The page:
Memorials - What are Memorials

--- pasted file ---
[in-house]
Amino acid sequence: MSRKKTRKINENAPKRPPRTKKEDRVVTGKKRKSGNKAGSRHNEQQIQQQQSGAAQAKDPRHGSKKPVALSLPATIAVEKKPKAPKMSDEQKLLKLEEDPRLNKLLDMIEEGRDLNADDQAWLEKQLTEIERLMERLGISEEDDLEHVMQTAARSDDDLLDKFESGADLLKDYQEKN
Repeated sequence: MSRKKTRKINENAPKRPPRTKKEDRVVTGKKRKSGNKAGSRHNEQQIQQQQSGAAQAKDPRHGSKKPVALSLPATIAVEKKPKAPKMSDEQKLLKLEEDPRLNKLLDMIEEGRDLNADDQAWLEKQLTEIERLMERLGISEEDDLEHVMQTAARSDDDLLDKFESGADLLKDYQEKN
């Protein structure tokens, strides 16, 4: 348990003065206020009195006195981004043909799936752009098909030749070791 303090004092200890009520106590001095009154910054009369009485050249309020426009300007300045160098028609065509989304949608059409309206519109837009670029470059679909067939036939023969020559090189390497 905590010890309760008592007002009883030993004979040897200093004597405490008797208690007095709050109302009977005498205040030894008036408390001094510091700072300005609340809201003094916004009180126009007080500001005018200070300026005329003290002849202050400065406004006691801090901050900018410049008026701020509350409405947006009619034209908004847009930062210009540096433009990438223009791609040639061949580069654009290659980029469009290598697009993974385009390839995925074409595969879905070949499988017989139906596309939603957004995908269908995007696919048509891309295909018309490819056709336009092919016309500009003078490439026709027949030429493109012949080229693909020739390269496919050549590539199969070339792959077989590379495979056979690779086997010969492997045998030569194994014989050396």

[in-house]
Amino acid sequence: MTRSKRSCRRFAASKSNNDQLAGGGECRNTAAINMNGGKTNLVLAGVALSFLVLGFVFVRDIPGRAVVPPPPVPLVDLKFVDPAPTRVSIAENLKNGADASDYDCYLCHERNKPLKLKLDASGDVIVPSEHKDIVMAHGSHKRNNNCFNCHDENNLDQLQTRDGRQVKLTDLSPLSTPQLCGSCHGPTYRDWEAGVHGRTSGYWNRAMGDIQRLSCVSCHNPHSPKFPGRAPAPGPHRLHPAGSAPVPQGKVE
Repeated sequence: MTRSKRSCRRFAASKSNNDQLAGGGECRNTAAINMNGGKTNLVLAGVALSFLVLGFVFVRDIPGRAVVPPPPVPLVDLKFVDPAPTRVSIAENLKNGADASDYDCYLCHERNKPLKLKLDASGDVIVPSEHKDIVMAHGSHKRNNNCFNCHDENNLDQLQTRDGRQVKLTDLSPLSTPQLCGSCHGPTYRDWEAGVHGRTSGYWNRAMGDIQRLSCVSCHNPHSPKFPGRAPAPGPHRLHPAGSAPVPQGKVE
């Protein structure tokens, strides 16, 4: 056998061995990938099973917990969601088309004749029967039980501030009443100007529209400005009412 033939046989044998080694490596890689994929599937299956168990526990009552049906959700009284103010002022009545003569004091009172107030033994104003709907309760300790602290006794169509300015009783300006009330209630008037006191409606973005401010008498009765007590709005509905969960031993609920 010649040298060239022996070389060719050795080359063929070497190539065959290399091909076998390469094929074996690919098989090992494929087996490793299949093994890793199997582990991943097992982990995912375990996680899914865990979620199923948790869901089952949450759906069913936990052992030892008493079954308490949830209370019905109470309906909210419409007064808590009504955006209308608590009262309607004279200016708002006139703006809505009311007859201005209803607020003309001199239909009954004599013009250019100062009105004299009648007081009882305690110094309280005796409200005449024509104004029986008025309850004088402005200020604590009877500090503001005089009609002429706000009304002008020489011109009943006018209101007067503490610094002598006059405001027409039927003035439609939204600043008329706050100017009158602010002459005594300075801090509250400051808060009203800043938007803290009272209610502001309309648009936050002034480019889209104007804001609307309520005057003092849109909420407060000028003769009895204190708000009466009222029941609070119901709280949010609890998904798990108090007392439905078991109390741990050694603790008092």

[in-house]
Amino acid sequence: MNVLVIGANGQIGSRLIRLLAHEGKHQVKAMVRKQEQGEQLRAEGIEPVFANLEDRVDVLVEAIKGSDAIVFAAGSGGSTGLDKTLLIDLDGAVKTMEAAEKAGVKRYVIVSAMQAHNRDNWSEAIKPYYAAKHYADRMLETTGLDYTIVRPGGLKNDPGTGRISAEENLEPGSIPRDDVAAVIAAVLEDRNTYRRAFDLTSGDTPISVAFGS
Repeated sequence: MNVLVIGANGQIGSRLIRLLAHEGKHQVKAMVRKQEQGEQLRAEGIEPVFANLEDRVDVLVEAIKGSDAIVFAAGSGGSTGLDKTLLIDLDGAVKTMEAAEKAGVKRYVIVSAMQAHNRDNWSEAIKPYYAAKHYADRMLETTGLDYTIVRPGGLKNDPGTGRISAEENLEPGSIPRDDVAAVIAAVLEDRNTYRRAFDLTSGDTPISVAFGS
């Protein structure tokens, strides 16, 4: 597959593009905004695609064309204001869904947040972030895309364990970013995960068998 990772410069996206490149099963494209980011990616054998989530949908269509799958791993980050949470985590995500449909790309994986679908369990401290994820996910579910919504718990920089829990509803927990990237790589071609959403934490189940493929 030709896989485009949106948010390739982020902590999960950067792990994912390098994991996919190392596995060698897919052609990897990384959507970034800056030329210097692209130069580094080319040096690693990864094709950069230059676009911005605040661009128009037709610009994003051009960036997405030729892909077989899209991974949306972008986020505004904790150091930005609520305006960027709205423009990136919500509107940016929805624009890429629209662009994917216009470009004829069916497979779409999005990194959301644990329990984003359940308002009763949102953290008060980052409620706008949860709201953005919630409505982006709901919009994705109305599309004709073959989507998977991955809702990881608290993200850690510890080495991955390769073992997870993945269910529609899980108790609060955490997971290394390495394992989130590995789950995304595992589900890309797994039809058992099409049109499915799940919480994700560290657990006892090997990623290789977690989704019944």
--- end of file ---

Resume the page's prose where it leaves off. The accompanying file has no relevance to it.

Memorials - such as the famous ones for Presidents Washington, Lincoln and Jefferson that grace our nations capital -- are an important part any cultures history and traditions. Without such memorials, the amazing contributions of legendary historical figures might loose much of their deserved luster over the years. But large-scale memorials assure that great deeds and great people will never be forgotten. But memorials have others important roles too. Today, in particular, memorials are not just reserved for the most famous and powerful people of a society. Rather, memorials serve as a great equalizer that gives even the modest and meek the hope of like the worlds great leaders, being remembered for the ages. Most everyone today can expect to be remembered for years to come with memorials designed to take their memory to the future. Memorials, of course, need to be designed to last the ages, and the sturdy construction of headstones assures just that. The long lasting granite or bronze headstones that are most common today assure that memorials will remain intact long after the elements have destroyed paper records or technology has made electronic records obsolete. The design of permanent memorials has changed substantially over the years. For many years, permanent memorials were usually marked by headstones that were large, up-right pieces of sculpted stone and contained written information about the people whose graves they marked. While these types of memorials are still are used today, they now usually mark groups of graves (such as an entire family). Meanwhile, memorials for individuals typically consist of smaller, plaque-like headstones. In most memorials today, these individual headstones are made of bronze, granite, or a combination of the two, and displayed directly on the ground at the head of a grave. These memorials typically preserve the memory of one individual or a couple and they work in tandem with the larger, up-right headstones to create beautiful memorials for entire families. . Aside from helping assure a place in history for just about every person alive, memorials can be great for helping families cope with the loss of a loved-one. One of those places is which helps families create memorials for eternity. By establishing permanent memorials, such as headstones, when loved-ones die; families can practice the sound advice that psychologists typically give to those going through the grieving process. Memorials are important, experts say, even for people whose bodies have been cremated (a tradition whose popularity is increasing dramatically). No matter how the ashes are disbursed, cremated loved-ones are often given memorials, complete with headstones installed, in todays cemeteries. Many people arrange for memorials "pre-need," that is before a person has died. Headstones for pre-need memorials have the name (or, in the case of companion memorial headstones, names) inscribed at the time of purchase, and then the death dates are added later. Many people choose this option for memorials because they want the peace of mind that comes from choosing the design and style of their own headstones. In todays society, in which selflessness is a prized virtue, it may seem troubling to suggest that memorials are for the living, not the dead. But authorities in fields ranging from anthropology to philosophy to psychology would say its true, nonetheless. Mankind honors its dead with memorials, of all types, not necessarily because of a belief that memorials are somehow helpful to the dead but, rather, to help the living cope with the thought of death. Memorials such as grave markers and statues are often designed well in advance of a death by the honoree himself. And no one would suggest, for even a moment, that a person who does such a thing is committing a selfish act; quite the contrarily, in fact. A pre-planned (and even pre-paid) memorial is rightly considered an act of love for ones family members, so that they may have the benefit of eternal memories of their loved one, long after the family member has passed. The planner well knows that he or she will derive no value, or even pleasure, from the memorial, but that, we see, is not the point of the memorial. Memorials, in this case, are clearly designed and built as a gift, in fact, from the dead to the living. One might argue that famous memorials such as the great pyramids built to honor and entomb the worlds kings, are a sign of memorials benefiting the dead more than the living. But the better part of that argument would acknowledge that, by seeing the great affection paid to the people honored by great memorials, the living can be inspired to similar greatness. That, it would seem would be the true reason that mankind would devote such resources to an honor of the dead. Such tributes to the great leaders of the past turn out to be, in fact, statements of a societys great hope and faith that such greatness will be handed down through future generations. About the closest that memorials come to being more for the dead than the living is a new trend in memorials in which a persons cremation ashes are worked into a piece of art such as a painting or a glass sculpture. If it is the deceased himself who, before his death, commissions this work done, it may be argued that he is selfishly thrusting himself into a work of art for the sake of spending an eternity among the pieces beauty. But, as with the grave marker planner we discuss above, we see that a more optimistic view of this act is to assume that the planner wishes to lessen the pain that his death will cause for the living by being part of an inspirational work. So, we see, that, while its often popular to assume that the living put together memorials in order to bring joy and comfort, if only metaphysically, to the dead. It is, in fact, the dead who often help bring comfort to the living through the miracle of memorials.